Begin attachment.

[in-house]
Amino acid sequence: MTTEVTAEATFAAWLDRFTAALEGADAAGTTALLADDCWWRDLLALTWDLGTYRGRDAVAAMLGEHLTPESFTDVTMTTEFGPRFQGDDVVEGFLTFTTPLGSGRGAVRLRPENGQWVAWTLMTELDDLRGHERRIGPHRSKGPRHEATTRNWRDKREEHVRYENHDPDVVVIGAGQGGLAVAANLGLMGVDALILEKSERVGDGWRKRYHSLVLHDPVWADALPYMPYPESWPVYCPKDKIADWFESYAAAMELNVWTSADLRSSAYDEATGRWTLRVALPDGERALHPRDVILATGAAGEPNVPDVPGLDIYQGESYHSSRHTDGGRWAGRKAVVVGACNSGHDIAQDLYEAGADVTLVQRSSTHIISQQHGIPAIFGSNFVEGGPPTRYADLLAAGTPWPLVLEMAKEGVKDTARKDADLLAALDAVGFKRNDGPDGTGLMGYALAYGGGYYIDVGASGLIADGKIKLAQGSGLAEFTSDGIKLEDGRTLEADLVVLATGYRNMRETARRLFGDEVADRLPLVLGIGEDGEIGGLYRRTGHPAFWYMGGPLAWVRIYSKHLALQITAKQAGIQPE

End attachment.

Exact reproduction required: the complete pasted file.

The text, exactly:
[in-house]
Amino acid sequence: MTTEVTAEATFAAWLDRFTAALEGADAAGTTALLADDCWWRDLLALTWDLGTYRGRDAVAAMLGEHLTPESFTDVTMTTEFGPRFQGDDVVEGFLTFTTPLGSGRGAVRLRPENGQWVAWTLMTELDDLRGHERRIGPHRSKGPRHEATTRNWRDKREEHVRYENHDPDVVVIGAGQGGLAVAANLGLMGVDALILEKSERVGDGWRKRYHSLVLHDPVWADALPYMPYPESWPVYCPKDKIADWFESYAAAMELNVWTSADLRSSAYDEATGRWTLRVALPDGERALHPRDVILATGAAGEPNVPDVPGLDIYQGESYHSSRHTDGGRWAGRKAVVVGACNSGHDIAQDLYEAGADVTLVQRSSTHIISQQHGIPAIFGSNFVEGGPPTRYADLLAAGTPWPLVLEMAKEGVKDTARKDADLLAALDAVGFKRNDGPDGTGLMGYALAYGGGYYIDVGASGLIADGKIKLAQGSGLAEFTSDGIKLEDGRTLEADLVVLATGYRNMRETARRLFGDEVADRLPLVLGIGEDGEIGGLYRRTGHPAFWYMGGPLAWVRIYSKHLALQITAKQAGIQPE